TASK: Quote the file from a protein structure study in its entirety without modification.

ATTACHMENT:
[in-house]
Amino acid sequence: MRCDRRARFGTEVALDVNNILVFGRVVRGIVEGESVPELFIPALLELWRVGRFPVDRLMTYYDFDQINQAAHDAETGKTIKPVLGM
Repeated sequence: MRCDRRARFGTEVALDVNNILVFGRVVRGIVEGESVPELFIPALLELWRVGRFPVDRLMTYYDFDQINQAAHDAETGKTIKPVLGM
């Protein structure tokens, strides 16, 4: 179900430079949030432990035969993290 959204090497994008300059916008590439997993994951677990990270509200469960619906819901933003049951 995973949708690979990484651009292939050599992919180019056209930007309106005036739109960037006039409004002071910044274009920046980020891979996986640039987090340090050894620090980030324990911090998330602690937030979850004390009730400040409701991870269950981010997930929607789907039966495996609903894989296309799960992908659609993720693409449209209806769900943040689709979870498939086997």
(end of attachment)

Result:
[in-house]
Amino acid sequence: MRCDRRARFGTEVALDVNNILVFGRVVRGIVEGESVPELFIPALLELWRVGRFPVDRLMTYYDFDQINQAAHDAETGKTIKPVLGM
Repeated sequence: MRCDRRARFGTEVALDVNNILVFGRVVRGIVEGESVPELFIPALLELWRVGRFPVDRLMTYYDFDQINQAAHDAETGKTIKPVLGM
């Protein structure tokens, strides 16, 4: 179900430079949030432990035969993290 959204090497994008300059916008590439997993994951677990990270509200469960619906819901933003049951 995973949708690979990484651009292939050599992919180019056209930007309106005036739109960037006039409004002071910044274009920046980020891979996986640039987090340090050894620090980030324990911090998330602690937030979850004390009730400040409701991870269950981010997930929607789907039966495996609903894989296309799960992908659609993720693409449209209806769900943040689709979870498939086997």